What Is Meant by Shallow Cloning a Git Repository?

In Git, shallow clone means cloning only a limited portion of the commit history of a repository as opposed to cloning the entire history of the repository (including all past commits and branches). For example, the following will fetch only the two most recent commits (as specified by the depth parameter) from the repository's history:

$ git clone --depth=2 <remote-url>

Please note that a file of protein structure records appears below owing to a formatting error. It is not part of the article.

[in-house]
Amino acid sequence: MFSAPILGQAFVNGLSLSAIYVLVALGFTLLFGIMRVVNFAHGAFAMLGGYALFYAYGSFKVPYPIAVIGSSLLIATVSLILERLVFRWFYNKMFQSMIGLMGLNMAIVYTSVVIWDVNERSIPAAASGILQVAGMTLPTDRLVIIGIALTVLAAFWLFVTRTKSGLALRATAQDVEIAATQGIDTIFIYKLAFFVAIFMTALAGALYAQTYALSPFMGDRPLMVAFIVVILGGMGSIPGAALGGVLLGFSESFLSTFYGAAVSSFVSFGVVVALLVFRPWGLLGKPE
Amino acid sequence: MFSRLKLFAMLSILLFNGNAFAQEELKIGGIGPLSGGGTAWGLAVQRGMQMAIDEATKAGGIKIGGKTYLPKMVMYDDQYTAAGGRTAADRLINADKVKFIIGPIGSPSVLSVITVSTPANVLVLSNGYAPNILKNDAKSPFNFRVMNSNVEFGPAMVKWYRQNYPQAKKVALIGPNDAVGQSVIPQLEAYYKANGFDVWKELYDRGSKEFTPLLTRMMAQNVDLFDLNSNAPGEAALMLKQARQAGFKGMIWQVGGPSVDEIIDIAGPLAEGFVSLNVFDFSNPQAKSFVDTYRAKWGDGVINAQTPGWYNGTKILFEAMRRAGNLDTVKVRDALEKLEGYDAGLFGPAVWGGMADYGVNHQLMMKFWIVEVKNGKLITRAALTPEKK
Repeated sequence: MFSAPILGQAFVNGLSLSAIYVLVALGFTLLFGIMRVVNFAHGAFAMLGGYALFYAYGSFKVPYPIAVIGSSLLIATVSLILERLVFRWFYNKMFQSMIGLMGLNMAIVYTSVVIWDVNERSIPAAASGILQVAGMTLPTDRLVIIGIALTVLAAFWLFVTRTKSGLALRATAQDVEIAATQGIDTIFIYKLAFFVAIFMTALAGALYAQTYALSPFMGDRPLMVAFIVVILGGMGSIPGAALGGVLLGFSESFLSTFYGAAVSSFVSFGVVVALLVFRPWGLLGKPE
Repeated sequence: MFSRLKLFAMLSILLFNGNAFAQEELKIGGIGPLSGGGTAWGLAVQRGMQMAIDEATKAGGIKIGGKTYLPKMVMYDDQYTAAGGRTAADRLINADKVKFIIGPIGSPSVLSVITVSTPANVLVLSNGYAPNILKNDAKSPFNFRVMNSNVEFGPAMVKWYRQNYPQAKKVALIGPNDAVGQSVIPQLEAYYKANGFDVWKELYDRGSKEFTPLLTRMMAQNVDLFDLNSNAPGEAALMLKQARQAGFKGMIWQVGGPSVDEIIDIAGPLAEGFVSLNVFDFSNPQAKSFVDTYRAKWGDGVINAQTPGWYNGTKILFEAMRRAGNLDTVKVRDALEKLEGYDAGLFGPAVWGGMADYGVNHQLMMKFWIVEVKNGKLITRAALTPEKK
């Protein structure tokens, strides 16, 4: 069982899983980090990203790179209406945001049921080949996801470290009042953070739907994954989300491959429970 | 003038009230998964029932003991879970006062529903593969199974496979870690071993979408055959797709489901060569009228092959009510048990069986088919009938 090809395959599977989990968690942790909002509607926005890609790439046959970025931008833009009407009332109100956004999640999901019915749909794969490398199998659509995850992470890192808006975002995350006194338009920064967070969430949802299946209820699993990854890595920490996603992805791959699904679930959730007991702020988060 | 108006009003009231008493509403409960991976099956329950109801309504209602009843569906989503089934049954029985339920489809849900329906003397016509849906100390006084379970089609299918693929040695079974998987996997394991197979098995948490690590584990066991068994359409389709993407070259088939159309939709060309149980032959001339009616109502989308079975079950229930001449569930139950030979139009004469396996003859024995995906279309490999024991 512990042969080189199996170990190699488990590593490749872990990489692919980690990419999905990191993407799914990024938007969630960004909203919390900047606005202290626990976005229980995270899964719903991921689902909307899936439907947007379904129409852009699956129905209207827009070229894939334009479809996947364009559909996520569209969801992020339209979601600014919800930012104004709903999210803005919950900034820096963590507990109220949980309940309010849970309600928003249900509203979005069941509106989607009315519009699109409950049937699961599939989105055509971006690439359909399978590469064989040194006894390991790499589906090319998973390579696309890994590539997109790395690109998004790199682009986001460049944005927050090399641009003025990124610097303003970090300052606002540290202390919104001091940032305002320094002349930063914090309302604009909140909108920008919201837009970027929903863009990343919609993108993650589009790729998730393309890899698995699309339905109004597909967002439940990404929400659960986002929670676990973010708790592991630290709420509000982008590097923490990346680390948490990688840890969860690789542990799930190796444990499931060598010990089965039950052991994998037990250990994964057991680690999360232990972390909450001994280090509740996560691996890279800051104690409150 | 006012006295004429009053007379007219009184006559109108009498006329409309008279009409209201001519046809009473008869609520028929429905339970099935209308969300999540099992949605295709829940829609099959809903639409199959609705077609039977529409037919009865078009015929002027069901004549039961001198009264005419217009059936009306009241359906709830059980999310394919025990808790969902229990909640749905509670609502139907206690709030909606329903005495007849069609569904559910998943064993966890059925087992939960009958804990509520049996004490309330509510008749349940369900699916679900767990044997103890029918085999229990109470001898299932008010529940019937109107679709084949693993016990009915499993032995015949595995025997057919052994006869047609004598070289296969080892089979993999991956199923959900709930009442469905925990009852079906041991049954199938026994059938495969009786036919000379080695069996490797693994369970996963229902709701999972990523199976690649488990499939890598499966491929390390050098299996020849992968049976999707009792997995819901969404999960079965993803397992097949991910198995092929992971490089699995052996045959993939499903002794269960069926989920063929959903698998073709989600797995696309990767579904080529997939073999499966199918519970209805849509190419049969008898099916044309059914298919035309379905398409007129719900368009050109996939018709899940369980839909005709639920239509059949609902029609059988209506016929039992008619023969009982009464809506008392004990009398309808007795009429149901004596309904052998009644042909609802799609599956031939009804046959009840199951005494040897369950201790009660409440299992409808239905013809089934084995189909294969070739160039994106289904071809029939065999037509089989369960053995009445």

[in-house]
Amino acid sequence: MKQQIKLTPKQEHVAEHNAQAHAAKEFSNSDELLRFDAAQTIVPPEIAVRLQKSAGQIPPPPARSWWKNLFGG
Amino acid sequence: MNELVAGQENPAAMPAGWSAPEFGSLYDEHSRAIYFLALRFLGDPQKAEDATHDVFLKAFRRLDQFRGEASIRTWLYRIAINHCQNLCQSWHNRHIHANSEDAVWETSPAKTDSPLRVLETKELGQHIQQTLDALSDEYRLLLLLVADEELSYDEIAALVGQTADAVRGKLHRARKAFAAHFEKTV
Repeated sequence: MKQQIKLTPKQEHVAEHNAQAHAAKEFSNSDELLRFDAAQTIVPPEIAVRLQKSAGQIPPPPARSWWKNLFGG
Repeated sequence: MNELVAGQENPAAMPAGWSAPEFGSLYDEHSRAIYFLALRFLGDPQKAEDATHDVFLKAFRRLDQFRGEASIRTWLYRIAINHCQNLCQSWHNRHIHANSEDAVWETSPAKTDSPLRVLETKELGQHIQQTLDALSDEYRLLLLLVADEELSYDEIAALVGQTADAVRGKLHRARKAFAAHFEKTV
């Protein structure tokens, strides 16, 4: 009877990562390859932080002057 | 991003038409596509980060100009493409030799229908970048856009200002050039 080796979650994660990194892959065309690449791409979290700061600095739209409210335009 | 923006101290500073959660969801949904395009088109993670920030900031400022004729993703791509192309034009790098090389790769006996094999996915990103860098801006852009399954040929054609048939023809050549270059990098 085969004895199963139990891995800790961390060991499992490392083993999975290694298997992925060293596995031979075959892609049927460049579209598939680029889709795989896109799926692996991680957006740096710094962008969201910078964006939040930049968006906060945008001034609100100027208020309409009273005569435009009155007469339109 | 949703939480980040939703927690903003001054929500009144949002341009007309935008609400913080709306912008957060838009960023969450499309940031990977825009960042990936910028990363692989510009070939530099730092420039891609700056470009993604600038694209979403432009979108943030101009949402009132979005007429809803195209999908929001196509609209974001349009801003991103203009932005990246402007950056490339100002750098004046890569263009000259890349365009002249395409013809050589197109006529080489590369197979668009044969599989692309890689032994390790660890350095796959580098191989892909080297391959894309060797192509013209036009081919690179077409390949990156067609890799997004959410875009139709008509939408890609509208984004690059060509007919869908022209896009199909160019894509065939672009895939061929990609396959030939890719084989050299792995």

This will result in only the latest commit and its immediate parent commit being cloned from the specified repository.

Shallow cloning a repository can be particularly useful when working with large repositories that have extensive histories as it saves you time and disk space by fetching only the most recent commits and avoiding the download of the entire commit history.

However, it's important to note that shallow cloning has limitations. Since only a limited number of commits are fetched, some git operations that require access to the full commit history may not work until you convert the shallow clone to a fully cloned repository.

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